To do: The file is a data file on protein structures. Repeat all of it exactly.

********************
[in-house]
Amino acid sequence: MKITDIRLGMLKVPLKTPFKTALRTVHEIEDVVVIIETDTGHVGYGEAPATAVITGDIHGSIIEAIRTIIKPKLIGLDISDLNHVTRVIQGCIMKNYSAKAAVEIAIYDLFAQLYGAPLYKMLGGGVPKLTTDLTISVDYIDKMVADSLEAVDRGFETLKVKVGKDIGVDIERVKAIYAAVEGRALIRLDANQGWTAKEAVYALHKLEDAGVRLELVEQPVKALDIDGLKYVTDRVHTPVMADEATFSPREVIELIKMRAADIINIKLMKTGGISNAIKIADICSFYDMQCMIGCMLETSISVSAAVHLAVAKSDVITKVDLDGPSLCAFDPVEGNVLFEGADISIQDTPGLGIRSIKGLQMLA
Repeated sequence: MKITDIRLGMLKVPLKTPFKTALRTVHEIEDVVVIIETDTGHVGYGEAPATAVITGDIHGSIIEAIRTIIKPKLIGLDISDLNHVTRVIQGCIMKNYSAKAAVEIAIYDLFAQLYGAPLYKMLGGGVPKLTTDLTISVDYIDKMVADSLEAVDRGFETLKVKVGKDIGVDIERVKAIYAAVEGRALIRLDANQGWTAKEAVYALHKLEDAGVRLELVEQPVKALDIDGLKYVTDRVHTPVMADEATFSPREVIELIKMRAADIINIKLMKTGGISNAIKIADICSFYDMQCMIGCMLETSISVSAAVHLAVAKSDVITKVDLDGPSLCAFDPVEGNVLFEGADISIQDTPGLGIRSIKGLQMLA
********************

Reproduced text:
[in-house]
Amino acid sequence: MKITDIRLGMLKVPLKTPFKTALRTVHEIEDVVVIIETDTGHVGYGEAPATAVITGDIHGSIIEAIRTIIKPKLIGLDISDLNHVTRVIQGCIMKNYSAKAAVEIAIYDLFAQLYGAPLYKMLGGGVPKLTTDLTISVDYIDKMVADSLEAVDRGFETLKVKVGKDIGVDIERVKAIYAAVEGRALIRLDANQGWTAKEAVYALHKLEDAGVRLELVEQPVKALDIDGLKYVTDRVHTPVMADEATFSPREVIELIKMRAADIINIKLMKTGGISNAIKIADICSFYDMQCMIGCMLETSISVSAAVHLAVAKSDVITKVDLDGPSLCAFDPVEGNVLFEGADISIQDTPGLGIRSIKGLQMLA
Repeated sequence: MKITDIRLGMLKVPLKTPFKTALRTVHEIEDVVVIIETDTGHVGYGEAPATAVITGDIHGSIIEAIRTIIKPKLIGLDISDLNHVTRVIQGCIMKNYSAKAAVEIAIYDLFAQLYGAPLYKMLGGGVPKLTTDLTISVDYIDKMVADSLEAVDRGFETLKVKVGKDIGVDIERVKAIYAAVEGRALIRLDANQGWTAKEAVYALHKLEDAGVRLELVEQPVKALDIDGLKYVTDRVHTPVMADEATFSPREVIELIKMRAADIINIKLMKTGGISNAIKIADICSFYDMQCMIGCMLETSISVSAAVHLAVAKSDVITKVDLDGPSLCAFDPVEGNVLFEGADISIQDTPGLGIRSIKGLQMLA